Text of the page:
Biz tip of the week: Ask yourself if technology can hurt your business
Biz tip of the week

Biz tip of the week: Ask yourself if technology can hurt your business

Technology has come a very long way in a short period of time. Just 30 years ago, most of us did not own a cellphone and we had never seen an email. The internet as we know it did not exist.

Technology has changed the way we do business, but it might not be a good thing.

Business owners receive information in more ways today than we ever imagined. Every phone call, voicemail, text message, email or social media post generates a beep, ring or a vibration. We are interrupted by these notifications hundreds of times each day.

These constant interruptions distract us from what we are doing and cause us to multitask. Several studies have shown that multitasking reduces productivity by as much as 40%.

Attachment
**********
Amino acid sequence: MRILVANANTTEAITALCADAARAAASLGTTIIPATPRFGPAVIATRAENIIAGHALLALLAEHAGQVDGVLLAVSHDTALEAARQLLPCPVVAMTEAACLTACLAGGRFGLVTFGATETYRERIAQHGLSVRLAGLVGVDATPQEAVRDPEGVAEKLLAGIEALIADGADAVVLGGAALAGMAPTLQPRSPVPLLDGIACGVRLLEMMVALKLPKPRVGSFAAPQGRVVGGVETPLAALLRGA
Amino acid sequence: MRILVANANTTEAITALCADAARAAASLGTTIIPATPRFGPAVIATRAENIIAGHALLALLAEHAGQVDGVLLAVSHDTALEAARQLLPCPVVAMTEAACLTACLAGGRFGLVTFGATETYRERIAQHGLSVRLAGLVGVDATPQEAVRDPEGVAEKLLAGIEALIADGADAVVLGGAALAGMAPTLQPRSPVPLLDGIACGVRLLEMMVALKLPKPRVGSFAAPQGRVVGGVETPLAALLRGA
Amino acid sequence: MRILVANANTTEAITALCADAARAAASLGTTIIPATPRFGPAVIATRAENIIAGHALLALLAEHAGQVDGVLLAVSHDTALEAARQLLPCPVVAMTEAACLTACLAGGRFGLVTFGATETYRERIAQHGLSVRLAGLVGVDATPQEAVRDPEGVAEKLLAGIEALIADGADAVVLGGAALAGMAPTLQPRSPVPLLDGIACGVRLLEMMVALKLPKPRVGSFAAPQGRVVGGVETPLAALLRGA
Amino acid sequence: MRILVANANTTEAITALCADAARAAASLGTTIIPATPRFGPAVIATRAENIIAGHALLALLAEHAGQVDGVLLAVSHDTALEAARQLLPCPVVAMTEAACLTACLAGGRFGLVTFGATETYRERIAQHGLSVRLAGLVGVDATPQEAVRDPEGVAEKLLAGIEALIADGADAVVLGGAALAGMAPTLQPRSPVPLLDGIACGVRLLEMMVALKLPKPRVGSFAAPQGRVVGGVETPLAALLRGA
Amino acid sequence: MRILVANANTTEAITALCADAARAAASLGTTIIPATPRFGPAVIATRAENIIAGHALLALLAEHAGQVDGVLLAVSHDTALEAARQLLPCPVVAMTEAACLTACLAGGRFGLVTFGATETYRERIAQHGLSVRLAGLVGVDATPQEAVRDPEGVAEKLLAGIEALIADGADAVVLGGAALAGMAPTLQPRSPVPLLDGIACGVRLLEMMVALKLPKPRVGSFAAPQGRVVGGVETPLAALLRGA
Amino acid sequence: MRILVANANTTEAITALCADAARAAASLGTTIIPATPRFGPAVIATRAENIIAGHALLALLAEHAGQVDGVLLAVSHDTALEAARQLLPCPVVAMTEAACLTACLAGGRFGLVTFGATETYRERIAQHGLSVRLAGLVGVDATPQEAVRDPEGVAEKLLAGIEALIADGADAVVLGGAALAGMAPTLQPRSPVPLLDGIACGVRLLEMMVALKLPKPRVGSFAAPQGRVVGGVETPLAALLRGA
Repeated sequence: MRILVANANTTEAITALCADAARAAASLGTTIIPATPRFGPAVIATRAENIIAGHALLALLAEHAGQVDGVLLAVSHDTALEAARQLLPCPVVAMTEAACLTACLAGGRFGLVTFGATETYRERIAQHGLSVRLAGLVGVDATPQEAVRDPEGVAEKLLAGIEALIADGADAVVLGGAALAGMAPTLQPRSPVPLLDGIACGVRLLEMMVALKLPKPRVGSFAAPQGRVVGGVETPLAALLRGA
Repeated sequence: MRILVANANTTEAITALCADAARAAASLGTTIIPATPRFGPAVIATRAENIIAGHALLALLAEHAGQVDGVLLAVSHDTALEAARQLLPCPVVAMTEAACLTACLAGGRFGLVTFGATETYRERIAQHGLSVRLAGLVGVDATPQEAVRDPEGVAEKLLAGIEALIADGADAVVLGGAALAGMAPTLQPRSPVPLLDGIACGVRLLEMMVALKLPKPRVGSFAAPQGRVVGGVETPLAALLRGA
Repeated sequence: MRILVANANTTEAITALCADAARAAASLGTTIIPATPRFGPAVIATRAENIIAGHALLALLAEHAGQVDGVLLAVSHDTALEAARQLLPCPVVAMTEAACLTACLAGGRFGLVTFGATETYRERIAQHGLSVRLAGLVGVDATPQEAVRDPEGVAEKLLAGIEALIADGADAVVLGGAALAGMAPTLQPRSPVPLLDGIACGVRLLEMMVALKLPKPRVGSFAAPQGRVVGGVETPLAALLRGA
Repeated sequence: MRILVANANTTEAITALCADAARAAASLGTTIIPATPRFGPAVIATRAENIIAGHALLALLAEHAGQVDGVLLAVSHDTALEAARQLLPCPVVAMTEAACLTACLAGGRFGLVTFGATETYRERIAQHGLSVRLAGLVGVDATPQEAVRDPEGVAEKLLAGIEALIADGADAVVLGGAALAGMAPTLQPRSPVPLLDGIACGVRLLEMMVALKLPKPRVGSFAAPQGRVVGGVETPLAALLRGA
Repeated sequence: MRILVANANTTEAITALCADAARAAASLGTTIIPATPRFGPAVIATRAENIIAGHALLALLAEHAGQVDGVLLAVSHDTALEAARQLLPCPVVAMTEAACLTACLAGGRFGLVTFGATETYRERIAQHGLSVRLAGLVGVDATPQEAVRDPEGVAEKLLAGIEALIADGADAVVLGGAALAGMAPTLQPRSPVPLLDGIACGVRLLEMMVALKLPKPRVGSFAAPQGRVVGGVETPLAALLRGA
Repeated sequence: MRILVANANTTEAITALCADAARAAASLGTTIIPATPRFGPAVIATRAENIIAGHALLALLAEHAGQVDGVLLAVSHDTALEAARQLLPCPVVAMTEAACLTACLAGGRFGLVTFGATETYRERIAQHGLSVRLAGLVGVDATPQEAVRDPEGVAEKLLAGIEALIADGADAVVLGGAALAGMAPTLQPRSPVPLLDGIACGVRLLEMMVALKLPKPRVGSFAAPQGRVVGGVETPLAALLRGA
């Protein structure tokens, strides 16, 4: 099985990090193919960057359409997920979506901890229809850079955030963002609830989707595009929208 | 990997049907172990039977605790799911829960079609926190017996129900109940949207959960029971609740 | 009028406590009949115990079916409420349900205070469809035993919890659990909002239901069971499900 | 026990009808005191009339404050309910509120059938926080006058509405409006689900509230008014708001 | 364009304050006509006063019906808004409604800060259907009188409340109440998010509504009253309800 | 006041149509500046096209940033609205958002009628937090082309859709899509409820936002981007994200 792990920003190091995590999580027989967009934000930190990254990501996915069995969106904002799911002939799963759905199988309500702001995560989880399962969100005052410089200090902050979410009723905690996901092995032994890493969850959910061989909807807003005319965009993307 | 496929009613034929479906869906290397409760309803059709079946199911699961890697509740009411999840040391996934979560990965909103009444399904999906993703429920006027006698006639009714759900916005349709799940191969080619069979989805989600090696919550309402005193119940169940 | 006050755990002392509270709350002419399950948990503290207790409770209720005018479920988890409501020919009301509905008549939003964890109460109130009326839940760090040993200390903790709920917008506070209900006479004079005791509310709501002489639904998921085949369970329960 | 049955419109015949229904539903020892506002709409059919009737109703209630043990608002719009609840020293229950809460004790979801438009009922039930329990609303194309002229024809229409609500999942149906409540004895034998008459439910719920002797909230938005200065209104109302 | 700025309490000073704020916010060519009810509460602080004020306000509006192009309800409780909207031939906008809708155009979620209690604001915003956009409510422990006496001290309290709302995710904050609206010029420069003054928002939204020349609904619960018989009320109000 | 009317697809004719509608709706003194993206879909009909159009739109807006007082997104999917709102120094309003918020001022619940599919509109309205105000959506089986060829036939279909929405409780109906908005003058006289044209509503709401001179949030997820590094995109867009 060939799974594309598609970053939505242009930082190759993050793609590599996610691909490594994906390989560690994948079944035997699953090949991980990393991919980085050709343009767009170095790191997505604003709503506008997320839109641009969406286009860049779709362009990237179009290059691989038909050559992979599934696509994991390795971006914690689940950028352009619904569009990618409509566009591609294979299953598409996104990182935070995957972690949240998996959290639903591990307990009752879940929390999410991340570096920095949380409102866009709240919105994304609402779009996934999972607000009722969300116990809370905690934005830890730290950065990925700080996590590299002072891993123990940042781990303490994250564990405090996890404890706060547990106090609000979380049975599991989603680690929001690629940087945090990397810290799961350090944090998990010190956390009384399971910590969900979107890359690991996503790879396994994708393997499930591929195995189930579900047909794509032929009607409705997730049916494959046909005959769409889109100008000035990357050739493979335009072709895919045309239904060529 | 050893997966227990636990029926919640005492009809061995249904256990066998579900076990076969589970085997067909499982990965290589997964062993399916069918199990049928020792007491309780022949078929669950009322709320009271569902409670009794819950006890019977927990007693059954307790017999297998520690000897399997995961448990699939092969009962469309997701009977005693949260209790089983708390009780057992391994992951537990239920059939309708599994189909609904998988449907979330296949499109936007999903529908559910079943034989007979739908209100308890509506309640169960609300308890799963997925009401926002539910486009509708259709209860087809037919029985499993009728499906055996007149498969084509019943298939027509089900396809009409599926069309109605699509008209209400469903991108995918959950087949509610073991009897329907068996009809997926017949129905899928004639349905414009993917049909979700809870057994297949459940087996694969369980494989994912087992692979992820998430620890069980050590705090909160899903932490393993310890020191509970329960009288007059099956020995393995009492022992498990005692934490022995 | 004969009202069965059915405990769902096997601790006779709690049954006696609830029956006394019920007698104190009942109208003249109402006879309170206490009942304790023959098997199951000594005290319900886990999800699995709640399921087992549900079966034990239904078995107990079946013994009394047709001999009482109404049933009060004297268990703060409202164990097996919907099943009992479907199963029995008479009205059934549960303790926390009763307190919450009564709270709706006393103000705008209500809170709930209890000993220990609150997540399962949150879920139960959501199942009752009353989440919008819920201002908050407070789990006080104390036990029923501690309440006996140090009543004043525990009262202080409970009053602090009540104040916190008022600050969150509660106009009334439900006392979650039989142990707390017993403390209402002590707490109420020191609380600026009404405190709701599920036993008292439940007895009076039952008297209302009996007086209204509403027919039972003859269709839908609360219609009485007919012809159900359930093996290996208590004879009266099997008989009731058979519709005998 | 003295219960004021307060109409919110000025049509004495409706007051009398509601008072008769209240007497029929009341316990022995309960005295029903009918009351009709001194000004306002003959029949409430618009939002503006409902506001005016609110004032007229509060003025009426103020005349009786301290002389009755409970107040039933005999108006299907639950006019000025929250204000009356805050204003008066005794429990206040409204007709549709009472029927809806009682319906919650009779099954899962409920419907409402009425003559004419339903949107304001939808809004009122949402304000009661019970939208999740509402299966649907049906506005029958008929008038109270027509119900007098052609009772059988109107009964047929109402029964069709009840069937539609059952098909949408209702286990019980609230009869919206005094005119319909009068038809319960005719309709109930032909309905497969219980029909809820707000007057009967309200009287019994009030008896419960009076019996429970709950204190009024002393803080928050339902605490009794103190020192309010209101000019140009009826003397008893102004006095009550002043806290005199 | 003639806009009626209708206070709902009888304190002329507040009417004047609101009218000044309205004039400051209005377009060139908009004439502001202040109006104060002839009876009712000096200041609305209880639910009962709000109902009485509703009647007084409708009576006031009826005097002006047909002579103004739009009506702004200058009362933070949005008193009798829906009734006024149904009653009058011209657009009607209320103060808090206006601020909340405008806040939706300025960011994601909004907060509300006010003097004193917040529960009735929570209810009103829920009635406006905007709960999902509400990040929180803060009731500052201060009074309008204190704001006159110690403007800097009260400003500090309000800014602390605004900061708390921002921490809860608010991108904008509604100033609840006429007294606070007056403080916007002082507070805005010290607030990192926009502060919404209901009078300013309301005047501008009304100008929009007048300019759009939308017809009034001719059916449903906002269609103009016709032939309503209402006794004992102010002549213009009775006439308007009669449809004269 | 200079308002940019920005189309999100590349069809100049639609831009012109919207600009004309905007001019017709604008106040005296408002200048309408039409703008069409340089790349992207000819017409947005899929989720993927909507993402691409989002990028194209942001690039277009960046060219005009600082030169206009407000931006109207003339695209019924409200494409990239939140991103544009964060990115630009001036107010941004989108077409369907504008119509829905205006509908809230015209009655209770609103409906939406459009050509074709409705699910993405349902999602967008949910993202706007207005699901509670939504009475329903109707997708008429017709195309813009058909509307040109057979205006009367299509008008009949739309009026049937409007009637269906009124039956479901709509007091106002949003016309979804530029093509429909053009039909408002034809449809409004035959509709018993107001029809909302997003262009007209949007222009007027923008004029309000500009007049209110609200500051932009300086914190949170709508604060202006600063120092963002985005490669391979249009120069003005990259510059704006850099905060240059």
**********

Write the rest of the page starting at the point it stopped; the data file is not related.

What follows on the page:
Technology is not only reducing our productivity, it may be damaging our relationships.

I recently had lunch with a friend of mine. Her business was struggling and she needed my help. Specifically, she wanted to identify good niche markets and build strategic partnerships to generate streams of referral business.

During the meeting, she constantly glanced at her watch to check the time. Every couple of minutes, she glanced at her watch again. I started to feel totally disrespected and a bit angry. I was donating my time to help her, but my time did not seem important to her. Finally, I asked her if she needed to reschedule our meeting.

As it turns out, she did not have any other appointments. She had just gotten a new watch that vibrated every time she got a call, text, email, voicemail or social media notification. Every time it vibrated, she glanced at it. Every time she glanced at it, I felt disrespected.

Next time you are meeting with someone, try turning off your phone and your watch. Why not be engaged with the people you are with?

Bill Nordbrock is vice president of community relations for SCORE Southern Arizona, a nonprofit that offers free small-business counseling and mentoring by appointment. For information, go to, send an email to or call 505-3636.

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